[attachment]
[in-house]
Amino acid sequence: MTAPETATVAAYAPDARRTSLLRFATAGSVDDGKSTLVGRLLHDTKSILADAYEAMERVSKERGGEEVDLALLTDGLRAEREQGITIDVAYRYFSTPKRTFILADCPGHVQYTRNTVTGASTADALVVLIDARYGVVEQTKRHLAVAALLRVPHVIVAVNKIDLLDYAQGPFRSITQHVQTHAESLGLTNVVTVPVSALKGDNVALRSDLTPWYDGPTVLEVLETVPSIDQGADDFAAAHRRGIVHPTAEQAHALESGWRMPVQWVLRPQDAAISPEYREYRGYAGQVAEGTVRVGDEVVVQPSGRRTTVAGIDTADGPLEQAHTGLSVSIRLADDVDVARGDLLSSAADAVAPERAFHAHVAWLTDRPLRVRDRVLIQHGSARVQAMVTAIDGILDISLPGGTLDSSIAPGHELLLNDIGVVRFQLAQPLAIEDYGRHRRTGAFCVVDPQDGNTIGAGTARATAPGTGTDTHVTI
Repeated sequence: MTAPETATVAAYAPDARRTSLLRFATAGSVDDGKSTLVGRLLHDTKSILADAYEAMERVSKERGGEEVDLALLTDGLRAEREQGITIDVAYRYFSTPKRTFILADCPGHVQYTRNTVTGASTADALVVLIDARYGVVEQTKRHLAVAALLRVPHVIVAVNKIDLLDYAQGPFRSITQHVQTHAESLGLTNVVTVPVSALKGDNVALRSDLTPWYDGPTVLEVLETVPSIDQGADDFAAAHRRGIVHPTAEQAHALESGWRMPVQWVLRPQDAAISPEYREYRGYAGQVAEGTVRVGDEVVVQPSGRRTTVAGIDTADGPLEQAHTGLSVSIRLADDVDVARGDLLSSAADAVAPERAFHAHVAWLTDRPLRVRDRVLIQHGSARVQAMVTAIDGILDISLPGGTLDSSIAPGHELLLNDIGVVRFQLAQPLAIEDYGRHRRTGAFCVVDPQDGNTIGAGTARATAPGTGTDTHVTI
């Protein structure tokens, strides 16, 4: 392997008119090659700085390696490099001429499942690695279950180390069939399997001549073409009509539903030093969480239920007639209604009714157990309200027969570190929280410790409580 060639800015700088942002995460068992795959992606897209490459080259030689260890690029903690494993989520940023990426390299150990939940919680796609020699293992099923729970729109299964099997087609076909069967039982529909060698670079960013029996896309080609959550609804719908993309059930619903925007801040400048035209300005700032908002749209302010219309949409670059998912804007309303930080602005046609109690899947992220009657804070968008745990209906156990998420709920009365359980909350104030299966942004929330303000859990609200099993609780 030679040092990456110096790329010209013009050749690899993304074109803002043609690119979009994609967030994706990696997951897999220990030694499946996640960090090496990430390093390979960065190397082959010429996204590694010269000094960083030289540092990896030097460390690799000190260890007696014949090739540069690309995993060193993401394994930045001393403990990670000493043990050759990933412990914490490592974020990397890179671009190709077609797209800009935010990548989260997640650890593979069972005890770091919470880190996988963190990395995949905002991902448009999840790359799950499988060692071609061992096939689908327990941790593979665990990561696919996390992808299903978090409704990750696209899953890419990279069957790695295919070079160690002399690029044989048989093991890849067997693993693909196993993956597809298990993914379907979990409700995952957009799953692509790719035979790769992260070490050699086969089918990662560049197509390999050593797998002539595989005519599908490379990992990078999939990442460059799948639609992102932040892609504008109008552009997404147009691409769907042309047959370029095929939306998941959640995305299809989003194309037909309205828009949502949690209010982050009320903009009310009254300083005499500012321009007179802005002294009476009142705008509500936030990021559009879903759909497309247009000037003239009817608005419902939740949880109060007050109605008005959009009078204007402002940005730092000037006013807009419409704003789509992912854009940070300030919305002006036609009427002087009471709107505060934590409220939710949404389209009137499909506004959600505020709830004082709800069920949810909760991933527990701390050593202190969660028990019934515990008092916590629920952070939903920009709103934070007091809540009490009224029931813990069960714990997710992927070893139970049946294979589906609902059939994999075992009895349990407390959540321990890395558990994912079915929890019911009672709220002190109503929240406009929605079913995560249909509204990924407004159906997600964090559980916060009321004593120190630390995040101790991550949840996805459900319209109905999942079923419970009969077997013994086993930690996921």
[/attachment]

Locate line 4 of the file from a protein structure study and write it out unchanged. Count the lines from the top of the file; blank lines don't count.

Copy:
């Protein structure tokens, strides 16, 4: 392997008119090659700085390696490099001429499942690695279950180390069939399997001549073409009509539903030093969480239920007639209604009714157990309200027969570190929280410790409580 060639800015700088942002995460068992795959992606897209490459080259030689260890690029903690494993989520940023990426390299150990939940919680796609020699293992099923729970729109299964099997087609076909069967039982529909060698670079960013029996896309080609959550609804719908993309059930619903925007801040400048035209300005700032908002749209302010219309949409670059998912804007309303930080602005046609109690899947992220009657804070968008745990209906156990998420709920009365359980909350104030299966942004929330303000859990609200099993609780 030679040092990456110096790329010209013009050749690899993304074109803002043609690119979009994609967030994706990696997951897999220990030694499946996640960090090496990430390093390979960065190397082959010429996204590694010269000094960083030289540092990896030097460390690799000190260890007696014949090739540069690309995993060193993401394994930045001393403990990670000493043990050759990933412990914490490592974020990397890179671009190709077609797209800009935010990548989260997640650890593979069972005890770091919470880190996988963190990395995949905002991902448009999840790359799950499988060692071609061992096939689908327990941790593979665990990561696919996390992808299903978090409704990750696209899953890419990279069957790695295919070079160690002399690029044989048989093991890849067997693993693909196993993956597809298990993914379907979990409700995952957009799953692509790719035979790769992260070490050699086969089918990662560049197509390999050593797998002539595989005519599908490379990992990078999939990442460059799948639609992102932040892609504008109008552009997404147009691409769907042309047959370029095929939306998941959640995305299809989003194309037909309205828009949502949690209010982050009320903009009310009254300083005499500012321009007179802005002294009476009142705008509500936030990021559009879903759909497309247009000037003239009817608005419902939740949880109060007050109605008005959009009078204007402002940005730092000037006013807009419409704003789509992912854009940070300030919305002006036609009427002087009471709107505060934590409220939710949404389209009137499909506004959600505020709830004082709800069920949810909760991933527990701390050593202190969660028990019934515990008092916590629920952070939903920009709103934070007091809540009490009224029931813990069960714990997710992927070893139970049946294979589906609902059939994999075992009895349990407390959540321990890395558990994912079915929890019911009672709220002190109503929240406009929605079913995560249909509204990924407004159906997600964090559980916060009321004593120190630390995040101790991550949840996805459900319209109905999942079923419970009969077997013994086993930690996921």